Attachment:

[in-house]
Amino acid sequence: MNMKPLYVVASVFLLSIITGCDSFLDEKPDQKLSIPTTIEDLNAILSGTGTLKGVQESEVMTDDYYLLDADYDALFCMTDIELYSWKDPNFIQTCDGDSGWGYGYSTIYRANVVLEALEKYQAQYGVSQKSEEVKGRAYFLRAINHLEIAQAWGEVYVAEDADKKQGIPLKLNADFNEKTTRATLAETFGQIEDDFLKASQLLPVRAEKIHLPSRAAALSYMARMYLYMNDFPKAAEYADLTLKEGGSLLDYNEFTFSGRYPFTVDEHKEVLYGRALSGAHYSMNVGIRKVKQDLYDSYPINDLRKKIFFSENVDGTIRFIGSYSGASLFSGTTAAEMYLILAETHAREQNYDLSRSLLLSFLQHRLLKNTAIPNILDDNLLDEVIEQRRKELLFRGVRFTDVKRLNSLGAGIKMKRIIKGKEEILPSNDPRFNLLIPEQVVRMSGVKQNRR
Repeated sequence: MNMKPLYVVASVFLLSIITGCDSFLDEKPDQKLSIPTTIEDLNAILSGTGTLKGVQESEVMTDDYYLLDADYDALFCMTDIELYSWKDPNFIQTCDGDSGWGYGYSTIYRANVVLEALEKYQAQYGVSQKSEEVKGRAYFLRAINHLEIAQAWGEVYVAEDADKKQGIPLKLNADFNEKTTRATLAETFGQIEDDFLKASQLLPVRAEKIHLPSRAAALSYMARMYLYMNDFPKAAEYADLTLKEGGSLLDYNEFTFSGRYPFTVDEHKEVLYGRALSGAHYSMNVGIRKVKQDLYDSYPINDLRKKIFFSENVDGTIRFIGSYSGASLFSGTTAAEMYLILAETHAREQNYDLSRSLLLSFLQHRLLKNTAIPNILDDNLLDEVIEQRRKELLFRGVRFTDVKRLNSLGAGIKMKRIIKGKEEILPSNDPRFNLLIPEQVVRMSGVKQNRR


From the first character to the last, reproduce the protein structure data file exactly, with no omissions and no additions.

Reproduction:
[in-house]
Amino acid sequence: MNMKPLYVVASVFLLSIITGCDSFLDEKPDQKLSIPTTIEDLNAILSGTGTLKGVQESEVMTDDYYLLDADYDALFCMTDIELYSWKDPNFIQTCDGDSGWGYGYSTIYRANVVLEALEKYQAQYGVSQKSEEVKGRAYFLRAINHLEIAQAWGEVYVAEDADKKQGIPLKLNADFNEKTTRATLAETFGQIEDDFLKASQLLPVRAEKIHLPSRAAALSYMARMYLYMNDFPKAAEYADLTLKEGGSLLDYNEFTFSGRYPFTVDEHKEVLYGRALSGAHYSMNVGIRKVKQDLYDSYPINDLRKKIFFSENVDGTIRFIGSYSGASLFSGTTAAEMYLILAETHAREQNYDLSRSLLLSFLQHRLLKNTAIPNILDDNLLDEVIEQRRKELLFRGVRFTDVKRLNSLGAGIKMKRIIKGKEEILPSNDPRFNLLIPEQVVRMSGVKQNRR
Repeated sequence: MNMKPLYVVASVFLLSIITGCDSFLDEKPDQKLSIPTTIEDLNAILSGTGTLKGVQESEVMTDDYYLLDADYDALFCMTDIELYSWKDPNFIQTCDGDSGWGYGYSTIYRANVVLEALEKYQAQYGVSQKSEEVKGRAYFLRAINHLEIAQAWGEVYVAEDADKKQGIPLKLNADFNEKTTRATLAETFGQIEDDFLKASQLLPVRAEKIHLPSRAAALSYMARMYLYMNDFPKAAEYADLTLKEGGSLLDYNEFTFSGRYPFTVDEHKEVLYGRALSGAHYSMNVGIRKVKQDLYDSYPINDLRKKIFFSENVDGTIRFIGSYSGASLFSGTTAAEMYLILAETHAREQNYDLSRSLLLSFLQHRLLKNTAIPNILDDNLLDEVIEQRRKELLFRGVRFTDVKRLNSLGAGIKMKRIIKGKEEILPSNDPRFNLLIPEQVVRMSGVKQNRR